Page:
What’s in your pet’s stocking?

Published 2:01 pm Tuesday, December 20, 2011

By DR. FRED SELF / Veterinarian

I have been to several of my friends’ homes over the last few years around Christmas time. The more striking decorations I have seen, while visiting, are the stockings labeled for each pet.

I have to admit I like the idea of pets having stockings of their own. It seems like a personal way of giving them treats at Christmas time and it serves to remind us how many treats they are getting, so that we do not go overboard.

It is important, as those stockings are filled, to remember which stocking stuffers are and are not appropriate.

Some of the best treats to give for dogs are compressed rawhides. These are made of rawhide that has been shredded and then pressed back together. The benefit for these treats is that as they are chewed they break into small pieces and do not block the intestine.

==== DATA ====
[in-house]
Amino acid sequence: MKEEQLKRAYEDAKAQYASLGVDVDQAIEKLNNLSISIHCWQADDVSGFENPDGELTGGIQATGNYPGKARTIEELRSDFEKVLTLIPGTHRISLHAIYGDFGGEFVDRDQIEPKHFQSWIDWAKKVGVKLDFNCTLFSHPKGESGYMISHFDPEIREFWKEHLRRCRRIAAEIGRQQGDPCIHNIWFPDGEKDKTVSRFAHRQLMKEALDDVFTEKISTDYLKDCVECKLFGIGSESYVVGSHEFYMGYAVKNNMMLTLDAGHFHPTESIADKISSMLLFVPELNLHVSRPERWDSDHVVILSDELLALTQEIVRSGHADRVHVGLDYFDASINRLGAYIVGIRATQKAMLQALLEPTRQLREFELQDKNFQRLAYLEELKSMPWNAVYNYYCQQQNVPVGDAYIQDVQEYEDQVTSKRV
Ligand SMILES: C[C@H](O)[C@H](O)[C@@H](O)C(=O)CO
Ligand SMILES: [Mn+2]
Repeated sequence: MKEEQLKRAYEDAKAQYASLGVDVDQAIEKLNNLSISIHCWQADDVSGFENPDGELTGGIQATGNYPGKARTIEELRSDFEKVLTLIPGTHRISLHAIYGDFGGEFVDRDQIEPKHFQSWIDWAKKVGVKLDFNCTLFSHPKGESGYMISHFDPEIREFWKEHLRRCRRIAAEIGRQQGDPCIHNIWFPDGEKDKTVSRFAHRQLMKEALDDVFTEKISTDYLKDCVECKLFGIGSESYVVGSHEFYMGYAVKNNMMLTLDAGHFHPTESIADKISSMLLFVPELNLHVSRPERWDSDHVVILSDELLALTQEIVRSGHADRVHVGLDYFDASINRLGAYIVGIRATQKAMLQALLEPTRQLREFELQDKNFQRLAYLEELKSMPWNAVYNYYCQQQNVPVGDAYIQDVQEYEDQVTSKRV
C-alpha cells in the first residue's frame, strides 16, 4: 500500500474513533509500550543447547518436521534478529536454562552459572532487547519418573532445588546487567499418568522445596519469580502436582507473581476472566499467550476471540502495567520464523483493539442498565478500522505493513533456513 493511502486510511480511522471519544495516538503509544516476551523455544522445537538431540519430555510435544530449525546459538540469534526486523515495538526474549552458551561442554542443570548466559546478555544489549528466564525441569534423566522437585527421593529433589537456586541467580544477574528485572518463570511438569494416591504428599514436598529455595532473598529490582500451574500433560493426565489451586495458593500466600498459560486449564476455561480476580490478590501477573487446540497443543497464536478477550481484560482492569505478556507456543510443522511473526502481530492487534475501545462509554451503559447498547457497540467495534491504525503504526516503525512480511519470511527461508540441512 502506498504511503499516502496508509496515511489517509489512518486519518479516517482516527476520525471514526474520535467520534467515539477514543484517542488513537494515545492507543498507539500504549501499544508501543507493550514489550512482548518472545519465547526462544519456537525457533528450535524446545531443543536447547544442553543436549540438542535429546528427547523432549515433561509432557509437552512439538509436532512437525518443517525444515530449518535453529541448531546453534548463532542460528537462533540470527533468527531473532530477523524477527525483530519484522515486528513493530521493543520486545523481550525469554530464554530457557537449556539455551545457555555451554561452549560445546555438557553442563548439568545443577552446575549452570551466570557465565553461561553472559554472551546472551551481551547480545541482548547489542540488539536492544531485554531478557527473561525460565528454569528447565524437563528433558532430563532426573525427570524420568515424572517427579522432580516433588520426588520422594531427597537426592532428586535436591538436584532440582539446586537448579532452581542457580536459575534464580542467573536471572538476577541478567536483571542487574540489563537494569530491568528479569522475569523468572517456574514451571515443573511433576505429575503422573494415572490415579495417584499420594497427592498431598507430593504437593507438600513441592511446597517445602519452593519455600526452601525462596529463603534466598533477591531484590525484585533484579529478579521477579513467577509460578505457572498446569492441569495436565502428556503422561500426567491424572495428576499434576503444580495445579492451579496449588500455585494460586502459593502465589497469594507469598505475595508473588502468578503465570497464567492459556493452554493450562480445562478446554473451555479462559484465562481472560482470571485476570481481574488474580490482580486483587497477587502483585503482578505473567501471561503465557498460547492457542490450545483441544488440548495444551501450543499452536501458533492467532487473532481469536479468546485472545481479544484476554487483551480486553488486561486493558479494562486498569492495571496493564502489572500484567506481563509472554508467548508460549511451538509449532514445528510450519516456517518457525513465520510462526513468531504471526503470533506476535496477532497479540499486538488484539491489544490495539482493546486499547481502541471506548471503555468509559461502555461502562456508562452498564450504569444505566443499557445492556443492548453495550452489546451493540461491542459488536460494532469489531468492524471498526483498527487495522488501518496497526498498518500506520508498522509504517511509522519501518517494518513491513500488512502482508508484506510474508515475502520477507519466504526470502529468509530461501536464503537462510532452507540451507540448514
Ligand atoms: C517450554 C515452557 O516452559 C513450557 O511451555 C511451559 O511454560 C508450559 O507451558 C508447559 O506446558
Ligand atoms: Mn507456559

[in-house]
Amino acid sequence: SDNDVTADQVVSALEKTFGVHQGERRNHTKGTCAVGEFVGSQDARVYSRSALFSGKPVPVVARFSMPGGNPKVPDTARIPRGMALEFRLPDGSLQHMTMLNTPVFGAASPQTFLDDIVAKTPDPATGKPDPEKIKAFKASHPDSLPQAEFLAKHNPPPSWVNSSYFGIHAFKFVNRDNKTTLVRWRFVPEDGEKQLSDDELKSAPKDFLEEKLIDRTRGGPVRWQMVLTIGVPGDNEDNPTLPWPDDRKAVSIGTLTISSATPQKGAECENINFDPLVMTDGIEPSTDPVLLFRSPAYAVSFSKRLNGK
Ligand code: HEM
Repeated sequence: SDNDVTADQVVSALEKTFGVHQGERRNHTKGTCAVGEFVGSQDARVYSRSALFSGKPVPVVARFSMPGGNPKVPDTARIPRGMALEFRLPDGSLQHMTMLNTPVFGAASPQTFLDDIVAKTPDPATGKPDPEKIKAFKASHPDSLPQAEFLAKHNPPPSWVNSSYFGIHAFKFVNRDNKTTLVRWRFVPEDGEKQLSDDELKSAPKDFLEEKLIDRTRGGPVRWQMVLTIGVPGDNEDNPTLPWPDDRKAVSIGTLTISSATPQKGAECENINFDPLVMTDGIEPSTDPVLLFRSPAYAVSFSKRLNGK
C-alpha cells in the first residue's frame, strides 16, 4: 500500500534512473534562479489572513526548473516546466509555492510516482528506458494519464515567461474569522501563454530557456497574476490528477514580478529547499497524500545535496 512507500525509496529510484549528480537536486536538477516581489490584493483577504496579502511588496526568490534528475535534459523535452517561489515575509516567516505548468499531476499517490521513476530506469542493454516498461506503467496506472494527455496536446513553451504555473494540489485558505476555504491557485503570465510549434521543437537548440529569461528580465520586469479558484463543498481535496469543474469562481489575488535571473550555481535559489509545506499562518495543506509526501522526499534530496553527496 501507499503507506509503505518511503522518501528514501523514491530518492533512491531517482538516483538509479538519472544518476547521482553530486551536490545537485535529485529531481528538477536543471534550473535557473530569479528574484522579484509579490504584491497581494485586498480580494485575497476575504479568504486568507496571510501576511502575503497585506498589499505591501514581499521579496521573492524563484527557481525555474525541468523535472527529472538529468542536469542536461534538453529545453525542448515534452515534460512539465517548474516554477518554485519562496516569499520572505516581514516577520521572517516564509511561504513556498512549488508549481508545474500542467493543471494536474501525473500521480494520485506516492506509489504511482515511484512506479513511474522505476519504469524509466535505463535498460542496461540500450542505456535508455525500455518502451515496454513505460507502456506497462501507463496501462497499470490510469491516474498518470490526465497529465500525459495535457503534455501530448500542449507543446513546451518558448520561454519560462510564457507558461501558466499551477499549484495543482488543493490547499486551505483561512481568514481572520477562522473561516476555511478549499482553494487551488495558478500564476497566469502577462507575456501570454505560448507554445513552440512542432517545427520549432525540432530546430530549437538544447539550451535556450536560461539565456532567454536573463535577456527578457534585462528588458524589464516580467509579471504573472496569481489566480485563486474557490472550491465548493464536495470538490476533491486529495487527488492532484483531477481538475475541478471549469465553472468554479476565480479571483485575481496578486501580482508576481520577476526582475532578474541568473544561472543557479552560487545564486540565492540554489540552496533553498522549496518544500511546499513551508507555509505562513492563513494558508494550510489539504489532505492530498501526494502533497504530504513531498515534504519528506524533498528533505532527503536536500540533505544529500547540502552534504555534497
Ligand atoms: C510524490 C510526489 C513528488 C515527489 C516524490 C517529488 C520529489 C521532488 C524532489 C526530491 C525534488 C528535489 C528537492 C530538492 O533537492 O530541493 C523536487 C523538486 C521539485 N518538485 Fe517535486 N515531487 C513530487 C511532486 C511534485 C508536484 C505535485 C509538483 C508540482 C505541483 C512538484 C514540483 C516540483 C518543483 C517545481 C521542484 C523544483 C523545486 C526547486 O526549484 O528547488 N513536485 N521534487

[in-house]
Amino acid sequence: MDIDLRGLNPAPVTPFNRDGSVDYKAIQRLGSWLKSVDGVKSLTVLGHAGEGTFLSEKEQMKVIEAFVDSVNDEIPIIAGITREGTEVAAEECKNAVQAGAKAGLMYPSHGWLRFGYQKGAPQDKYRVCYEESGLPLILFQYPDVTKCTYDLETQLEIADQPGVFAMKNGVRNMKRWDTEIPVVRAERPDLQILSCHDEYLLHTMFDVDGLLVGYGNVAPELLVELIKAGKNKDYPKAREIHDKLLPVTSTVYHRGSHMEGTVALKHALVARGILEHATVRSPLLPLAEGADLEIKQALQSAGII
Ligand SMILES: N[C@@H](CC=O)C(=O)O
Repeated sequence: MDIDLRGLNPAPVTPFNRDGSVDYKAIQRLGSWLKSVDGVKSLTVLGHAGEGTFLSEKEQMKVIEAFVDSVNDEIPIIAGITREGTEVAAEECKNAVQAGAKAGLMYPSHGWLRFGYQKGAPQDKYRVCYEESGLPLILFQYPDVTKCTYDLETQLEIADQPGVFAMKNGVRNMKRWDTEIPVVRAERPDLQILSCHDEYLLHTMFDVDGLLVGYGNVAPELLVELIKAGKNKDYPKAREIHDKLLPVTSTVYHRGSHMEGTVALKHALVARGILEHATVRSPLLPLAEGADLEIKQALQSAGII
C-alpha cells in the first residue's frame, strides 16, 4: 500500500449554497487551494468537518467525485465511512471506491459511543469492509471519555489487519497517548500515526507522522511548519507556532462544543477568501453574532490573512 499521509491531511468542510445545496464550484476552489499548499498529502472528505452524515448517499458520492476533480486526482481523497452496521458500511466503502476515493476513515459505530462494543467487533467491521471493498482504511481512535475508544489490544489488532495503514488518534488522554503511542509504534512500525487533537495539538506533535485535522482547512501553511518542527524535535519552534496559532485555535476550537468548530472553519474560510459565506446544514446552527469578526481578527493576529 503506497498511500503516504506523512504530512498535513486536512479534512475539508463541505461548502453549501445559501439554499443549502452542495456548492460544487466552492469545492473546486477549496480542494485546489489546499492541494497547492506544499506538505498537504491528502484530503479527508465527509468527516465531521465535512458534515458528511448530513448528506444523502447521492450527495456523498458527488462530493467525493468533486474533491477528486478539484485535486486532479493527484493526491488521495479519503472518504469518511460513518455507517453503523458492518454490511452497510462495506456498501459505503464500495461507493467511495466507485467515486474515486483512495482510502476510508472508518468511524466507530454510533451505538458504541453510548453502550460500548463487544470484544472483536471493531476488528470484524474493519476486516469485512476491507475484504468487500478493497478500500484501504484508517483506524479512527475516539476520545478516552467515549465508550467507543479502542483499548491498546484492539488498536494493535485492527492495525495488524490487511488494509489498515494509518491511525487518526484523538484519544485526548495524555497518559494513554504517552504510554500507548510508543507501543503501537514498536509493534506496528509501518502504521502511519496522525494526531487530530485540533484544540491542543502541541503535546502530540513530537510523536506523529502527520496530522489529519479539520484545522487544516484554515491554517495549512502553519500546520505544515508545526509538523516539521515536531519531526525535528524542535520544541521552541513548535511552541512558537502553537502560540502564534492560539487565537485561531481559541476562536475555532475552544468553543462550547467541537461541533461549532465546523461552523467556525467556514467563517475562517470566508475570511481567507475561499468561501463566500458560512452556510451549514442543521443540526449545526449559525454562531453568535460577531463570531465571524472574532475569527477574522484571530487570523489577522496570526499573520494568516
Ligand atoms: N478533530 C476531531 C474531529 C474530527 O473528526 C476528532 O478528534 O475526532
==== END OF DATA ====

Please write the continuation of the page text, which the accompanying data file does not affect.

Toys for dogs should be selected based on size. If it is small enough to be swallowed it is too small to be put in the stocking.

A definite no for the stocking are hooves and real bones. Hooves can severely damage the dog’s main chewing teeth. Bones on the other hand are never completely chewed up. Even small bone fragments can cut the intestine.

For cats, a small chewy or soft treat is best. Where toys are concerned, cats should not be given anything that has loose or easily swallowed strings attached. The sticks with a string and toy attached are OK, but should not be left out unmonitored. The jury is still out on some gifts like the grass designed for cats to eat. If you want to try it, that is fine. However, if it causes your cat to have an upset stomach or keeps them from eating their regular food you should take the grass away.

For both cats and dogs, the toys should have some give or flexibility. If they are rock hard, they can damage teeth. Laser pointers can be a lot of fun for pets to chase. Just remember not to shine the laser into anybody’s eyes.

As you are hanging and filling your pets’ stockings, remember that just as important as the stocking stuffers, is the amount of time you spend with your pets.

Dr. Fred Self is a veterinarian at Shelbiana Animal Clinic in Columbiana, along with Dr. Charles Thornburg. You can reach them at 669-7717.